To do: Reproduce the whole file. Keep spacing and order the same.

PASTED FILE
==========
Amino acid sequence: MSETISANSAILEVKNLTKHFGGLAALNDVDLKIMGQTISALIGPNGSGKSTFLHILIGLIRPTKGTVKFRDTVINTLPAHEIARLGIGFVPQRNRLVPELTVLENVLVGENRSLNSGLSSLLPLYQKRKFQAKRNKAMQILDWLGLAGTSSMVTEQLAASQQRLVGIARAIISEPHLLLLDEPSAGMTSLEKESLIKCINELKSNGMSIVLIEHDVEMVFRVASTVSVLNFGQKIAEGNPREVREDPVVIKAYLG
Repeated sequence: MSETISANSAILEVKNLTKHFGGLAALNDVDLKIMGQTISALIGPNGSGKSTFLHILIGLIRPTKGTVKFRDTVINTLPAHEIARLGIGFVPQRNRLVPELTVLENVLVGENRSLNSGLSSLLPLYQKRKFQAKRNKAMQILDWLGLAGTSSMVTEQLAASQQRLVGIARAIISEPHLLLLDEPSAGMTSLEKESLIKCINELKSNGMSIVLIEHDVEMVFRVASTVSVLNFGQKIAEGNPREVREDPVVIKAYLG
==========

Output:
Amino acid sequence: MSETISANSAILEVKNLTKHFGGLAALNDVDLKIMGQTISALIGPNGSGKSTFLHILIGLIRPTKGTVKFRDTVINTLPAHEIARLGIGFVPQRNRLVPELTVLENVLVGENRSLNSGLSSLLPLYQKRKFQAKRNKAMQILDWLGLAGTSSMVTEQLAASQQRLVGIARAIISEPHLLLLDEPSAGMTSLEKESLIKCINELKSNGMSIVLIEHDVEMVFRVASTVSVLNFGQKIAEGNPREVREDPVVIKAYLG
Repeated sequence: MSETISANSAILEVKNLTKHFGGLAALNDVDLKIMGQTISALIGPNGSGKSTFLHILIGLIRPTKGTVKFRDTVINTLPAHEIARLGIGFVPQRNRLVPELTVLENVLVGENRSLNSGLSSLLPLYQKRKFQAKRNKAMQILDWLGLAGTSSMVTEQLAASQQRLVGIARAIISEPHLLLLDEPSAGMTSLEKESLIKCINELKSNGMSIVLIEHDVEMVFRVASTVSVLNFGQKIAEGNPREVREDPVVIKAYLG